Think Like An Engineer

Anyone who reads history knows about a lot of decisions that went wrong.  At least half the battles in history, all the kingdoms and empires eventually got something important wrong.  Ditto political parties, religions, ruling classes, family dynasties built on an industry, major industries in geographic regions, …  But knowing that intellectually is a different experience than seeing it happen, and has lead me to a different standard for my leaders, one I intend to be a hardass about imposing strictly upon them.

The event that lead to that understanding is at 5:15 in this video:

Richard Garwin is that physicist stating “they are all wrong”.  So impressive, he designed the Hydrogen Bomb, had top positions his whole career, surely has a comprehensive understanding of nuclear physics and very excellent overview of all of physics and its research.  There can be no more qualified judge in this matter.  We should all have great confidence in the judgment of a man such as this.

Yet Richard Garwin is so very wrong about the reality of Cold Fusion and the integrity and competence of scientists studying Cold Fusion.  No question about that, there are too many Youtube talks by people who are so obviously solid scientists and international conferences at places such as MIT.  I don’t think the researchers can be fooling themselves or each other or any random stranger physicist who watches one.  There is too much evidence, many dozens of published studies pointing to ‘new physics’ and ~1000 papers on possible theories, having accepted the reality of the new phenomena .  Anyone who looks at the evidence, as the scientist did in that video, is convinced by it.

So Garwin has been careful not to look, and Garwin was loud and frequent in his judgment that Cold Fusion is not possible, therefore the evidence cannot exist and all of those people are simply wrong, deluded in some fundamental way.  I think there are books anxious to be written about why and how*, about the fact that buying the political opinions of an entire profession and the energy future of an entire world can be done for a $5B/year budget.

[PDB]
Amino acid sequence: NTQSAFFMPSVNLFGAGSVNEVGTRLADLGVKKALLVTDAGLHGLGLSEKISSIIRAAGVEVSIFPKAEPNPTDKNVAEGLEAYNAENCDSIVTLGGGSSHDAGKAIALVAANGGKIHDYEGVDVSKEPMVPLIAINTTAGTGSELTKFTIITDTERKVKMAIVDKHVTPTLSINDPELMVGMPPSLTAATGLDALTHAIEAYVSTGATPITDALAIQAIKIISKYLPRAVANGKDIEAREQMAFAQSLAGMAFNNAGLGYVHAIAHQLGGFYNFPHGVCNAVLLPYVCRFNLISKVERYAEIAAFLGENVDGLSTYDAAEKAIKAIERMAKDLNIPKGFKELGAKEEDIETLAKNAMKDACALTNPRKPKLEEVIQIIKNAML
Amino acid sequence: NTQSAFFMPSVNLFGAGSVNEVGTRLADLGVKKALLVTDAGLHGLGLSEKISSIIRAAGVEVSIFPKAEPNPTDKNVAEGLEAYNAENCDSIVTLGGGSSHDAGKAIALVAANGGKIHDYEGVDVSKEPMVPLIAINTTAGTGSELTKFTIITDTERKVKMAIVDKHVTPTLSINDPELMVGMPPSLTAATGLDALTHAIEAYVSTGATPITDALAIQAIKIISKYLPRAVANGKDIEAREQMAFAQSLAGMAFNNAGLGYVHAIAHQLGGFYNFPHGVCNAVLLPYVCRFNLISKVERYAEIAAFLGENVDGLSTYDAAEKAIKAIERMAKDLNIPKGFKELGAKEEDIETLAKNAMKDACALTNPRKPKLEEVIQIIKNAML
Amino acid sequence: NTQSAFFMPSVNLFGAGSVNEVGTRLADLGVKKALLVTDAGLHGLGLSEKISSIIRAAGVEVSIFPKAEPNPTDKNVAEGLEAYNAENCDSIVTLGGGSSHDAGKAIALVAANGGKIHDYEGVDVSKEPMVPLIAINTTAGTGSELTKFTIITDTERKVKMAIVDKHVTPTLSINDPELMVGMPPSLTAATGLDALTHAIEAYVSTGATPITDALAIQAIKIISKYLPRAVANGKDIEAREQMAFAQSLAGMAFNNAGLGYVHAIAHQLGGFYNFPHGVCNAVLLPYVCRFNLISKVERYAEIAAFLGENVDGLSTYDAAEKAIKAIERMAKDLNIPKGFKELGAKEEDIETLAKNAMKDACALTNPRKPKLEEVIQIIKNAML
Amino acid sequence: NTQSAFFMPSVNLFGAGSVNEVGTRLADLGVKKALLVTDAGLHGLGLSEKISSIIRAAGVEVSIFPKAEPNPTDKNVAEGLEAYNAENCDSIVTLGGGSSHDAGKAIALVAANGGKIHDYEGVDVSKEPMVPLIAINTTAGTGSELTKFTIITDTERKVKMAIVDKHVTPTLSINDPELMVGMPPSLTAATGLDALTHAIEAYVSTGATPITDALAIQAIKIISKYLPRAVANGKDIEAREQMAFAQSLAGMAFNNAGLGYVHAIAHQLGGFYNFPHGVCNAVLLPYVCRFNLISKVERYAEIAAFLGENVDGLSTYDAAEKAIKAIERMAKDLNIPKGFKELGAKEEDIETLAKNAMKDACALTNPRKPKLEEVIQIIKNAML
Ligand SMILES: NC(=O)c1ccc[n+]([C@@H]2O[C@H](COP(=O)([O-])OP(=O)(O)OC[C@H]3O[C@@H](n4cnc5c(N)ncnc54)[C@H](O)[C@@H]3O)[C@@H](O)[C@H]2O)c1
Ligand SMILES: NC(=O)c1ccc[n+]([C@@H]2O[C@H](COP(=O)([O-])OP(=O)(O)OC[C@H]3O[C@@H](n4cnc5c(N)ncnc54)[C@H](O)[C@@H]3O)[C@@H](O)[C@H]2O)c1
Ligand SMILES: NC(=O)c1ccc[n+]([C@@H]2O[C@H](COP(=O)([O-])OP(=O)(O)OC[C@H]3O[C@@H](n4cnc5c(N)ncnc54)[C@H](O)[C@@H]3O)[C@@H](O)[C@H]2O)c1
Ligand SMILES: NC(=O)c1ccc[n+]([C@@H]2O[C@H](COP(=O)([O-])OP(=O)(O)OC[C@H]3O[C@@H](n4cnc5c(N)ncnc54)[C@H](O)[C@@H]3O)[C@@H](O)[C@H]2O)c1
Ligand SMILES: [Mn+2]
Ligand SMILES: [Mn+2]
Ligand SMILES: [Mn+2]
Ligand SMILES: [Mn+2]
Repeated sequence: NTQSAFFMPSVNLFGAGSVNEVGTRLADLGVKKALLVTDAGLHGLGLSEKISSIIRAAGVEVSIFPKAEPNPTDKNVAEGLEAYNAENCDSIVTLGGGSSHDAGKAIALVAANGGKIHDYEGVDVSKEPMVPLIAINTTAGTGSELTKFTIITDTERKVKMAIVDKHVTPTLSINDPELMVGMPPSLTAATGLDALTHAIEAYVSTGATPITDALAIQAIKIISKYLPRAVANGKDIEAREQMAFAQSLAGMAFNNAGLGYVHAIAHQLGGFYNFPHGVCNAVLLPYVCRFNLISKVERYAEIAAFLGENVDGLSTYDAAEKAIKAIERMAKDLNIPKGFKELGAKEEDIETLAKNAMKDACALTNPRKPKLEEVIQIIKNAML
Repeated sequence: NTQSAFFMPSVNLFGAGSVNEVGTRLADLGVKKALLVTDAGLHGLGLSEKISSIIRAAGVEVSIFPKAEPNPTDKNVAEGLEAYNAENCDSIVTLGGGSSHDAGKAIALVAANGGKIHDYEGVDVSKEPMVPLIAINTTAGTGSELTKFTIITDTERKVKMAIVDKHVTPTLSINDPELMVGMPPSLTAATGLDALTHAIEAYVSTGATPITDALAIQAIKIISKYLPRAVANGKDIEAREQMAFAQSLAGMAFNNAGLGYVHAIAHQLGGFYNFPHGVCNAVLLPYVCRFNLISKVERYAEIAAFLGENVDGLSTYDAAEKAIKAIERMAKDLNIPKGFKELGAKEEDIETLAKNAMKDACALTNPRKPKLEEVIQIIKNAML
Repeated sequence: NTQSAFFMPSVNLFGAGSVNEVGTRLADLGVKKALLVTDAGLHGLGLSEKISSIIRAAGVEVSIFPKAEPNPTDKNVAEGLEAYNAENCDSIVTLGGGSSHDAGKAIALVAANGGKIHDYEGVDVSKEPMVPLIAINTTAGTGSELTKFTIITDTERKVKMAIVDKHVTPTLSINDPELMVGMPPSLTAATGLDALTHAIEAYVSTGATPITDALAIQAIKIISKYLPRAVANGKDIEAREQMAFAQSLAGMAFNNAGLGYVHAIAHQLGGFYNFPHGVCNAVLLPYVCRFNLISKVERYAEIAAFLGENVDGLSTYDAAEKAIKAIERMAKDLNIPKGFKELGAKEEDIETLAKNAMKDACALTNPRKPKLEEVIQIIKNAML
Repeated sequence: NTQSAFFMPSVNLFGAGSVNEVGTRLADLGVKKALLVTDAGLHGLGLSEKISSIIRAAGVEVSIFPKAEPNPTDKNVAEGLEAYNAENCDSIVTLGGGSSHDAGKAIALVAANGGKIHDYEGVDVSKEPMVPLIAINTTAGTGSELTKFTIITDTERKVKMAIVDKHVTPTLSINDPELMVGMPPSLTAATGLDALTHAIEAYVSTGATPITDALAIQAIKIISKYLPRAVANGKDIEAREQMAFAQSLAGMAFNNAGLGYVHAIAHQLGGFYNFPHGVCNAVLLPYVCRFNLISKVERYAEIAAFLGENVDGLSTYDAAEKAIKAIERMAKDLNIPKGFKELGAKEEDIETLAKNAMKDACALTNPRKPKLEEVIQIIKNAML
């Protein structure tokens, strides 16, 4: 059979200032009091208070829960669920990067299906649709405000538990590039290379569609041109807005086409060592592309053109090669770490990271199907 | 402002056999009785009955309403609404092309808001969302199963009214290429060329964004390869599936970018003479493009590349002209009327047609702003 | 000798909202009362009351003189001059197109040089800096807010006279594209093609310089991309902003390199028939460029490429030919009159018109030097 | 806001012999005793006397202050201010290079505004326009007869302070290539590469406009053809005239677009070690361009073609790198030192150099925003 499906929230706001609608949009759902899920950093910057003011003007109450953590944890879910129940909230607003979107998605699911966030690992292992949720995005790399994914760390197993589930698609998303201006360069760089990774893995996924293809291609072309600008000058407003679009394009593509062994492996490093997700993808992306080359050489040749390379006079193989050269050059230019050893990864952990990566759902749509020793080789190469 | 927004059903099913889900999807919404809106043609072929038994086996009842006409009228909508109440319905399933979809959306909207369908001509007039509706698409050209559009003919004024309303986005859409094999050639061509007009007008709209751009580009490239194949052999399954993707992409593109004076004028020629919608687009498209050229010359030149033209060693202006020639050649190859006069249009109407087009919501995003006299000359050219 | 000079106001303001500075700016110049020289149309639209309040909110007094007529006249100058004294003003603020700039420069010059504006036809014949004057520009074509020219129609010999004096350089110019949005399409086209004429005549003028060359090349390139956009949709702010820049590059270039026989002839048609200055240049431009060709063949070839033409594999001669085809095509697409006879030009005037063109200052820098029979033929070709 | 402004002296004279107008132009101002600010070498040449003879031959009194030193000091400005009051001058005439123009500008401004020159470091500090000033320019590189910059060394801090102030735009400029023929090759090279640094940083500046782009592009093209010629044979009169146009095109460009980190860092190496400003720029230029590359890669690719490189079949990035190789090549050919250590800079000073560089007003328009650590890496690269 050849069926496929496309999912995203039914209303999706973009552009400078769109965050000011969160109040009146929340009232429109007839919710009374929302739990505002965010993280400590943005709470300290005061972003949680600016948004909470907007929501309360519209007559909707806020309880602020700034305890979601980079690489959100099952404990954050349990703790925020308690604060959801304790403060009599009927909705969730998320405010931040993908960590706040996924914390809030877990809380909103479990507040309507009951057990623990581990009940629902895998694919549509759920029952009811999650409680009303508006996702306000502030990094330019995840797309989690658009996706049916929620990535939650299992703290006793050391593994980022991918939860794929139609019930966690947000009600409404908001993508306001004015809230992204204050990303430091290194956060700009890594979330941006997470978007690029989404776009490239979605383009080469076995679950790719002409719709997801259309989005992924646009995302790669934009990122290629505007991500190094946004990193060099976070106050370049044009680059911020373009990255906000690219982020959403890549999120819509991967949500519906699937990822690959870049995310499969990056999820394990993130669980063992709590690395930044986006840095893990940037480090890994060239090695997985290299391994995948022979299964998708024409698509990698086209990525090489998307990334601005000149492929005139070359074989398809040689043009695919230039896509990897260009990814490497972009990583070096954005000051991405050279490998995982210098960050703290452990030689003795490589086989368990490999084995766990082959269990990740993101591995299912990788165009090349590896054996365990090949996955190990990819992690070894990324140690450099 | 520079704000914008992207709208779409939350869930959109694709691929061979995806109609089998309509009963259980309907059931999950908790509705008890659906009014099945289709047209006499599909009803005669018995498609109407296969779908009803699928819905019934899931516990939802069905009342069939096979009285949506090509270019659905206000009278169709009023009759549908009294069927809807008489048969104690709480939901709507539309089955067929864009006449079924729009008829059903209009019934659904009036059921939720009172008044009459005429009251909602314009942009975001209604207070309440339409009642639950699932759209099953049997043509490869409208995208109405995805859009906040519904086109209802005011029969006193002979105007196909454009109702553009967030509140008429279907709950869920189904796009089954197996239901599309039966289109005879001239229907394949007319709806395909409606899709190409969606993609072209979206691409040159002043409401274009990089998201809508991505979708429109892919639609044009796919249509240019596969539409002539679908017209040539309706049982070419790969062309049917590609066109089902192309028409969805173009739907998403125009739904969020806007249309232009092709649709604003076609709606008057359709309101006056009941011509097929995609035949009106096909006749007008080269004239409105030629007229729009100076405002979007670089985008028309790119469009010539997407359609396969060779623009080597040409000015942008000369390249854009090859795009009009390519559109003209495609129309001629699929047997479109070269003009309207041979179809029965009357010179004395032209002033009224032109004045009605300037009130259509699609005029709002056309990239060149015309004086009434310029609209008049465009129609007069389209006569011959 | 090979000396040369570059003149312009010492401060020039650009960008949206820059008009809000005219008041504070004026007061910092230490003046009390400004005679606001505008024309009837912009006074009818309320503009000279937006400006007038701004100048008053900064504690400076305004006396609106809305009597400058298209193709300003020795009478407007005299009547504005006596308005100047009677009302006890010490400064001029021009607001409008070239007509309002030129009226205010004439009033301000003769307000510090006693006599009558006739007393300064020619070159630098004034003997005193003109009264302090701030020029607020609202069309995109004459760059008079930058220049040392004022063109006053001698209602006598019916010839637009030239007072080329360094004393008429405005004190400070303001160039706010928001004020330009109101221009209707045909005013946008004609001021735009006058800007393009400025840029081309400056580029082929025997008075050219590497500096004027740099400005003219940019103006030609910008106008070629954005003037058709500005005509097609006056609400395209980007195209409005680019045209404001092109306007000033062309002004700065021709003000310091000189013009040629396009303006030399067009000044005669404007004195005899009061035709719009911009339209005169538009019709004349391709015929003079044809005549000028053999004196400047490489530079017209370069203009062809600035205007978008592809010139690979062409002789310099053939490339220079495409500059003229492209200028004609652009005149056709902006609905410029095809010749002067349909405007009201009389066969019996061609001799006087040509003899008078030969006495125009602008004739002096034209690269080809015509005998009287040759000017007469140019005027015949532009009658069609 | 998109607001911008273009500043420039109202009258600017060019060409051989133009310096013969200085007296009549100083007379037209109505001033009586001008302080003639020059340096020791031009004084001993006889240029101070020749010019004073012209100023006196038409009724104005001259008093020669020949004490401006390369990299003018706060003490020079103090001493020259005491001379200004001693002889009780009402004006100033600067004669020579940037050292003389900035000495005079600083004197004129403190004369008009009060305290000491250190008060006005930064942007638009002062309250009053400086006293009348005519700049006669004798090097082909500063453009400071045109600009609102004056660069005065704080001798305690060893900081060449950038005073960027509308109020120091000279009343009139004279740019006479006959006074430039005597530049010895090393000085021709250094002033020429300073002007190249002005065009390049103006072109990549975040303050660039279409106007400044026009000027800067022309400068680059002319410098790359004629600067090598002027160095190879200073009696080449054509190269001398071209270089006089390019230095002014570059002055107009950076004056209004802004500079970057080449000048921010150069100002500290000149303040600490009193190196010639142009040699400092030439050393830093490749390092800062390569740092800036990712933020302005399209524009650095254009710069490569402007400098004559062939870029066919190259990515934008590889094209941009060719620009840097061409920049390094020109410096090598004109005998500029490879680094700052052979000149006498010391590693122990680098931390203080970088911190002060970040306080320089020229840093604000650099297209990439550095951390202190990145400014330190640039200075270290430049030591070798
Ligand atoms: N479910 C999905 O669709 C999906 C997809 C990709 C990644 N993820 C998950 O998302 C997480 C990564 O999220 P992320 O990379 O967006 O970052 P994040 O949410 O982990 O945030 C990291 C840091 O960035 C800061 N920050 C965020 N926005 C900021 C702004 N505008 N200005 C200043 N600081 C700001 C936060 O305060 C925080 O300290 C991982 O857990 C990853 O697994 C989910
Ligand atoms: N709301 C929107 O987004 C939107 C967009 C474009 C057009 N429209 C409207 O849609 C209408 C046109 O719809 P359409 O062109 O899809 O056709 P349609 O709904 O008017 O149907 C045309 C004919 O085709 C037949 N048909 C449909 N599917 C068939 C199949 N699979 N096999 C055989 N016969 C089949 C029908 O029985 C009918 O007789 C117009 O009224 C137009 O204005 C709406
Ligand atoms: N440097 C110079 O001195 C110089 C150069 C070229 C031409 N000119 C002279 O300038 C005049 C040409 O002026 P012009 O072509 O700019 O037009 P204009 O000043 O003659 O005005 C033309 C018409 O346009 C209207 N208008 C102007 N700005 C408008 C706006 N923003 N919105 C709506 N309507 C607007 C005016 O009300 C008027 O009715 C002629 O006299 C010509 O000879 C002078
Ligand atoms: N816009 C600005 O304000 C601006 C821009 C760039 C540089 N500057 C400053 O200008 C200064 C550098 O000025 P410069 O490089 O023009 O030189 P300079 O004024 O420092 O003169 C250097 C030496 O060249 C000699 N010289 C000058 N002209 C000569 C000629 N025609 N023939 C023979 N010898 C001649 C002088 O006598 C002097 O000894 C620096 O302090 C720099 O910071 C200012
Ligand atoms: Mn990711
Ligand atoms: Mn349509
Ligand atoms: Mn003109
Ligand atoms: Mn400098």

We have all read abut such events in history**, they are so well known that Arthur C. Clarke’s wrote laws covering the situation :

  • First law: When a distinguished but elderly scientist states that something is possible, he is almost certainly right. When he states that something is impossible, he is very probably wrong.
  • Second law: The only way of discovering the limits of the possible is to venture a little way past them into the impossible.
  • Third law: Any sufficiently advanced technology is indistinguishable from magic.

Those laws reflect that the oldest and most consistent trick nature plays on us is making the present nearly unnoticably different from the past.  “Yes, be assured that the present situation is just like those in the past in all respects, your understanding is still complete and accurate as nobody has discovered anything new or had any new thoughts on the subject, your question exactly expresses the heart of the problem, and the answer is the same.”

It is easy to write Garvin off as just another elder statesman who lost his judgment, and maybe that is Garvin’s only flaw.  But where are all of his colleagues pointing out the reality of the data and the process of science that makes that the primary reality?  Richard Garwin used his authority to support false ideas and kill an important area of research and the physics profession helped or was silent.  Several of those younger colleagues of Garwin’s rose in the profession following their strong support of Garvin’s position on cold fusion.

If a society is organized so as to produce false judgments on unambiguous physical phenomena, for what can it depend upon itself?